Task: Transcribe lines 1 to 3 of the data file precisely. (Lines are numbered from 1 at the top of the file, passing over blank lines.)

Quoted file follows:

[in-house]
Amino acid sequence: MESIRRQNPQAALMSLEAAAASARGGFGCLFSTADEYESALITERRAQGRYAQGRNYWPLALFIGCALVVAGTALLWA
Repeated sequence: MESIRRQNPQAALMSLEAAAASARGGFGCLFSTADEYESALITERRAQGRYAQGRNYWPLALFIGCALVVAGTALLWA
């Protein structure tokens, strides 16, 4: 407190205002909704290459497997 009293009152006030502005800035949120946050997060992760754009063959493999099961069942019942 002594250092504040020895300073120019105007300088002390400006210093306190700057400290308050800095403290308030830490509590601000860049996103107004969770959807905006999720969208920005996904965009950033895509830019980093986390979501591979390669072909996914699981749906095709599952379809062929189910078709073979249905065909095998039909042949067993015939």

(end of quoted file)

[in-house]
Amino acid sequence: MESIRRQNPQAALMSLEAAAASARGGFGCLFSTADEYESALITERRAQGRYAQGRNYWPLALFIGCALVVAGTALLWA
Repeated sequence: MESIRRQNPQAALMSLEAAAASARGGFGCLFSTADEYESALITERRAQGRYAQGRNYWPLALFIGCALVVAGTALLWA